Although the group used a LightSpeed CT scanner (GE Medical Systems, Waukesha, WI) with 16 detector rows for their research, "the data in this investigation were evaluated in a manner that de-emphasized the dose efficiency of a particular scanner (by creating a ratio that cancels this out), and, thus, our results are thought to be applicable to other CT scanner types," they stated.

In addition to publishing their adjustment tables in the article, the researchers offered to provide their tables as a spreadsheet "technique chart" to those who e-mailed their request to lead author John M. Boone, Ph.D.

"We believe that use of such a chart would result in the production of relatively constant image quality across a range of patient sizes," the authors concluded.

Another add-on approach to CT dose reduction, known as attenuation-based online tube-current modulation, is discussed in a third article from AJR.

Although this strategy has already been proven effective in reducing radiation dose in standard-dose single-detector CT, the Belgian researchers sought to test its performance with multidetector and low-dose CT.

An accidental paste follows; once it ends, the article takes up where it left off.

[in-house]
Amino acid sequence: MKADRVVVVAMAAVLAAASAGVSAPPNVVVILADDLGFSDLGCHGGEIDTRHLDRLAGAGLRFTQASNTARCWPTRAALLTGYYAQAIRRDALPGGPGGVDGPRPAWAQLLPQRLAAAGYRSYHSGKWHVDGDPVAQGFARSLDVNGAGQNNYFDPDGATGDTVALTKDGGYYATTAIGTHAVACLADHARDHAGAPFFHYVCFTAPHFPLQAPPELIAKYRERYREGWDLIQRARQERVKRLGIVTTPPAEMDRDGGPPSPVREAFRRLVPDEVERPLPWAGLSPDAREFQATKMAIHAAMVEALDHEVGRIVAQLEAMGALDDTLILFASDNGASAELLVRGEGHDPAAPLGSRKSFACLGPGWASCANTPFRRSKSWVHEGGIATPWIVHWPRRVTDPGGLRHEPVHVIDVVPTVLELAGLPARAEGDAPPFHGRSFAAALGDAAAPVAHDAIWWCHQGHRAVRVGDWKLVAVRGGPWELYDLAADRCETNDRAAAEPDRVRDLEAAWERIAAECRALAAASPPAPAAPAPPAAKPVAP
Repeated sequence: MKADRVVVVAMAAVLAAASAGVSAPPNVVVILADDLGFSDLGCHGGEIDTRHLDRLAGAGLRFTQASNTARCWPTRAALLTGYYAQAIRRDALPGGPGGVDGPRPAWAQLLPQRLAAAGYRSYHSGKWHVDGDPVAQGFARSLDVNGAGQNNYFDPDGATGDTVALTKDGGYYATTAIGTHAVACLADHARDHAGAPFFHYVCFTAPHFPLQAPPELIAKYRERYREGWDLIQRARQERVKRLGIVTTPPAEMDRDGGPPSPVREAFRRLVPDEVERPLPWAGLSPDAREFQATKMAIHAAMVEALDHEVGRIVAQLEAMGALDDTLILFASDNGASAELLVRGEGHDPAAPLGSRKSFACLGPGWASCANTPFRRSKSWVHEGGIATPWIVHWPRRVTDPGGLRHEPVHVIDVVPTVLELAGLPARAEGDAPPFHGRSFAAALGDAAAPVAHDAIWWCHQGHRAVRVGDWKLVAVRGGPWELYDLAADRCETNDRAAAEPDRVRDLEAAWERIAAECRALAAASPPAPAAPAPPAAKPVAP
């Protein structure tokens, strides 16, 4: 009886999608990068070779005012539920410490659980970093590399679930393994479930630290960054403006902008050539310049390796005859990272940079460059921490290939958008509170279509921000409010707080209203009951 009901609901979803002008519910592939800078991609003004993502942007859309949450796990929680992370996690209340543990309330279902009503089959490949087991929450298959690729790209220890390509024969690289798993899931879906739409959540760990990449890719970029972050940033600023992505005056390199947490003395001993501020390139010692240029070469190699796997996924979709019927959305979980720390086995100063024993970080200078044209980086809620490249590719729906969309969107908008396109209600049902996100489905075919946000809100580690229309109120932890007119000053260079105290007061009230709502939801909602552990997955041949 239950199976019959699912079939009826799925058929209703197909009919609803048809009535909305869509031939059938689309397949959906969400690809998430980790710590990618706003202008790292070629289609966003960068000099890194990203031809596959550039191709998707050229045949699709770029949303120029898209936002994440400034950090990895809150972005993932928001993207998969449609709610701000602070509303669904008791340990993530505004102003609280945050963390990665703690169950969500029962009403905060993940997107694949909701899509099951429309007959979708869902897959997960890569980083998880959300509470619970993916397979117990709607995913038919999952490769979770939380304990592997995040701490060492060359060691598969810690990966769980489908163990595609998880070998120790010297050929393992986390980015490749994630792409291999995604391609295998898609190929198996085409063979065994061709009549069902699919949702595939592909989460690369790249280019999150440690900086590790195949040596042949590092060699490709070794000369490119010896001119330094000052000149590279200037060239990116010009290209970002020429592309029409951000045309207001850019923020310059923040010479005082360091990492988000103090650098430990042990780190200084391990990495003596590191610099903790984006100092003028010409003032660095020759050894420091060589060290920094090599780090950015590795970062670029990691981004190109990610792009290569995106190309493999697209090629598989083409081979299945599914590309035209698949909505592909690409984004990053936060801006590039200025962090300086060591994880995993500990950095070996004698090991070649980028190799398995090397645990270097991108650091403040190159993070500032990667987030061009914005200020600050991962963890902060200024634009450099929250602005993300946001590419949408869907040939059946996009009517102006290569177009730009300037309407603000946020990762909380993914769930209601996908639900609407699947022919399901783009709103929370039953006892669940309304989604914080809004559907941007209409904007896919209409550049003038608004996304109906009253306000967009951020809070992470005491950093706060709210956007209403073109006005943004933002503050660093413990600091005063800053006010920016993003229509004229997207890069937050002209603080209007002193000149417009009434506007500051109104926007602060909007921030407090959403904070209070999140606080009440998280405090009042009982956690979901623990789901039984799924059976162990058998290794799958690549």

"Because attenuation of x-rays in the trunk is inhomogeneous and varies with the projection angle, the tube current can be modulated during tube rotation as a function of the projection angle," the authors explained. "Applied to standard-dose single-detector CT, attenuation-based online tube-current modulation provides approximately a 25% dose reduction with equal or even improved image quality, more homogeneous noise, and fewer attenuation artifacts than with constant tube current" (AJR, August 2003, Vol. 181:2, pp. 331-334).

The group used commercially available current modulation software (Care Dose, Siemens Medical Solutions, Erlangen, Germany) with scans performed on a Siemens Somatom Plus 4 Volume Zoom with four rows of detectors. With this software, they were able to reduce mean effective mAs by 16.9% for thoracic examinations and by 20% for abdominal scans.

That reduction could be improved with the creation of more advanced software that also modulates current along the cephalocaudal axis, the authors wrote. Nonetheless, they suggested that the existing current modulation was worthwhile as an independent adjunct in the quest to reduce radiation exposure.

"Because this modulation saves up to only 20% of the dose, it cannot by itself save up to 90% of the dose as the so-called ‘low-dose’ CT protocols do by lowering the effective mAs preset," the authors wrote. "Nevertheless, when applied to low-dose presets, the attenuation-based online tube current modulation provides a 15%-20% supplementary dose reduction."

By Tracie L. Thompson contributing writer
August 14, 2003

Related Reading

Ask questions to optimize MDCT protocols, July 11, 2003

Pediatric CT won't stop growing, but dose can be minimized, May 8, 2003

Radiation doses in Hiroshima survivors confirmed, July 31, 2003

Radiation hormesis and the radiologic imperative, March 21, 2003

Studies cast doubt on low-level radiation dangers, January 30, 2003